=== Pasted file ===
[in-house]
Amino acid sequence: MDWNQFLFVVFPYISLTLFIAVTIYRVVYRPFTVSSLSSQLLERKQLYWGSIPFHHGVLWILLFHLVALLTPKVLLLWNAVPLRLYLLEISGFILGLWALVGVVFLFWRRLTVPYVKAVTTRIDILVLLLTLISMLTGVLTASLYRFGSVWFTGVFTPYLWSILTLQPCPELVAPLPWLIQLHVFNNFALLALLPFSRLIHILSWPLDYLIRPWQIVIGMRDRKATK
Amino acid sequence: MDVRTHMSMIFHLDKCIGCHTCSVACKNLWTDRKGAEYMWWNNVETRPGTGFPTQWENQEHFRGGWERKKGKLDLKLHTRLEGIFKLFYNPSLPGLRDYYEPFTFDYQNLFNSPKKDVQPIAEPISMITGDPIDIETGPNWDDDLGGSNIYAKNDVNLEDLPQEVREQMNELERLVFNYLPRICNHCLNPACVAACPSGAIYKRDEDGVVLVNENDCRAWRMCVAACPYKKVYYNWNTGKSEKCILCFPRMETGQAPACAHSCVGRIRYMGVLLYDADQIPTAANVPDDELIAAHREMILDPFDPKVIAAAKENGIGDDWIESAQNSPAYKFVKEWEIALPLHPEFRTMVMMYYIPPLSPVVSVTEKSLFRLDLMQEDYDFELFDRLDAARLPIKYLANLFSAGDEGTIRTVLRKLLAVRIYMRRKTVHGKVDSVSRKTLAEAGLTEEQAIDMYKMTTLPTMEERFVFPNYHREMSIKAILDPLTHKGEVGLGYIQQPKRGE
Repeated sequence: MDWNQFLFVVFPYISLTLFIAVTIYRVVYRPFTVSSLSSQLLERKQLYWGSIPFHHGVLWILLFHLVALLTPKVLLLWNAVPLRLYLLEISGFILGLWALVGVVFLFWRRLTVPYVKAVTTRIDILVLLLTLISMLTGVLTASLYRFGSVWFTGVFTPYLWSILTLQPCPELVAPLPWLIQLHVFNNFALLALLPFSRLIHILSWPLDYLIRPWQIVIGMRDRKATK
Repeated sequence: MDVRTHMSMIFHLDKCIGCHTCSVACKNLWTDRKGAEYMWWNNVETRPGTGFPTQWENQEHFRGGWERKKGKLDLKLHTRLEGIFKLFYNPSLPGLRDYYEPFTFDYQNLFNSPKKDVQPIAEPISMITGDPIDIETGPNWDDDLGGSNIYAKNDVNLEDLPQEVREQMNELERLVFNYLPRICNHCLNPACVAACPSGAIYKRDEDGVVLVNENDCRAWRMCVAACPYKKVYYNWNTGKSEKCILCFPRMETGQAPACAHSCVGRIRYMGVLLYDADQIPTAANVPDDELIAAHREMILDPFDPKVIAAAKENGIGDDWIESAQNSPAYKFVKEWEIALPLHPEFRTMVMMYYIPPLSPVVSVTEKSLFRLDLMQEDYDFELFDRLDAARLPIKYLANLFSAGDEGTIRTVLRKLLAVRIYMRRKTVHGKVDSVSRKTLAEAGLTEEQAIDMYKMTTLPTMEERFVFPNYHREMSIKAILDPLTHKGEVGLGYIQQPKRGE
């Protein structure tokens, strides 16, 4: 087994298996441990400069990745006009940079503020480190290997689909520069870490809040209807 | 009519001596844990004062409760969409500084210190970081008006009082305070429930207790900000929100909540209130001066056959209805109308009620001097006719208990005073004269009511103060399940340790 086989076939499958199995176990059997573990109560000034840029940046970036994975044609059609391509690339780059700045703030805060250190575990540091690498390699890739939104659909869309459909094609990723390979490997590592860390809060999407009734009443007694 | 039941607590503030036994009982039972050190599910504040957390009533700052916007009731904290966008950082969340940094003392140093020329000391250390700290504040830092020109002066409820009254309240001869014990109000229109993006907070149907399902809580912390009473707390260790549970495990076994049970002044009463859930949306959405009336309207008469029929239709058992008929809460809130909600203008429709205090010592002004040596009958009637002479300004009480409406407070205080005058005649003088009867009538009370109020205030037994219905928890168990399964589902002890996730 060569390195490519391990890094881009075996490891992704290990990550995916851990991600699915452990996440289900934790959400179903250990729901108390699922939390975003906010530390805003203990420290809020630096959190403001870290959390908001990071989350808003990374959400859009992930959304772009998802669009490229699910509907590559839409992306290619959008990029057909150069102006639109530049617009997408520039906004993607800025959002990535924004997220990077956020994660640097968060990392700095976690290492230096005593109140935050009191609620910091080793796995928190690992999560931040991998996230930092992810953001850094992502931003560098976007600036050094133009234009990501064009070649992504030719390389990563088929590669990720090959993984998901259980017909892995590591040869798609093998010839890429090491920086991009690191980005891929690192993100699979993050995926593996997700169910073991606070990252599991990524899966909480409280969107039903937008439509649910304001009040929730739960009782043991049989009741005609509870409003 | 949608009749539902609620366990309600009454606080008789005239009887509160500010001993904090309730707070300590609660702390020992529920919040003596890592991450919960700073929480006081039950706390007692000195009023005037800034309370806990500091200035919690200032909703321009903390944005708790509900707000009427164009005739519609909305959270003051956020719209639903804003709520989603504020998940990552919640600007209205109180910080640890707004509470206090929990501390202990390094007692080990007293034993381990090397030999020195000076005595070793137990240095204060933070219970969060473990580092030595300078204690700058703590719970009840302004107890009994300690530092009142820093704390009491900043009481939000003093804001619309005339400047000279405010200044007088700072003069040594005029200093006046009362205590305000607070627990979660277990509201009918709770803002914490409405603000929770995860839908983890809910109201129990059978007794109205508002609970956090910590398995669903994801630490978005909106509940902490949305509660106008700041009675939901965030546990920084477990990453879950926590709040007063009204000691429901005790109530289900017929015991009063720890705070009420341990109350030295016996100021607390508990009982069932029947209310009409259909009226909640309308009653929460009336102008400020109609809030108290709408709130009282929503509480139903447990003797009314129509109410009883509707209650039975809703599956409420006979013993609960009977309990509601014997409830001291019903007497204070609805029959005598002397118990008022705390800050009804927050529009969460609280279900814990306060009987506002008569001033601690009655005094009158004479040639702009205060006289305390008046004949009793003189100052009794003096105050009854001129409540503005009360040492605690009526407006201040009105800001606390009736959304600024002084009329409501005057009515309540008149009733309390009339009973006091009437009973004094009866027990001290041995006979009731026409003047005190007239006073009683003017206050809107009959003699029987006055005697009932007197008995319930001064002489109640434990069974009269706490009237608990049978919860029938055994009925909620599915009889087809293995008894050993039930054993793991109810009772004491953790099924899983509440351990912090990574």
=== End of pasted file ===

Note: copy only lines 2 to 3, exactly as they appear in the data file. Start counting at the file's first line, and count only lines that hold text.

Amino acid sequence: MDWNQFLFVVFPYISLTLFIAVTIYRVVYRPFTVSSLSSQLLERKQLYWGSIPFHHGVLWILLFHLVALLTPKVLLLWNAVPLRLYLLEISGFILGLWALVGVVFLFWRRLTVPYVKAVTTRIDILVLLLTLISMLTGVLTASLYRFGSVWFTGVFTPYLWSILTLQPCPELVAPLPWLIQLHVFNNFALLALLPFSRLIHILSWPLDYLIRPWQIVIGMRDRKATK
Amino acid sequence: MDVRTHMSMIFHLDKCIGCHTCSVACKNLWTDRKGAEYMWWNNVETRPGTGFPTQWENQEHFRGGWERKKGKLDLKLHTRLEGIFKLFYNPSLPGLRDYYEPFTFDYQNLFNSPKKDVQPIAEPISMITGDPIDIETGPNWDDDLGGSNIYAKNDVNLEDLPQEVREQMNELERLVFNYLPRICNHCLNPACVAACPSGAIYKRDEDGVVLVNENDCRAWRMCVAACPYKKVYYNWNTGKSEKCILCFPRMETGQAPACAHSCVGRIRYMGVLLYDADQIPTAANVPDDELIAAHREMILDPFDPKVIAAAKENGIGDDWIESAQNSPAYKFVKEWEIALPLHPEFRTMVMMYYIPPLSPVVSVTEKSLFRLDLMQEDYDFELFDRLDAARLPIKYLANLFSAGDEGTIRTVLRKLLAVRIYMRRKTVHGKVDSVSRKTLAEAGLTEEQAIDMYKMTTLPTMEERFVFPNYHREMSIKAILDPLTHKGEVGLGYIQQPKRGE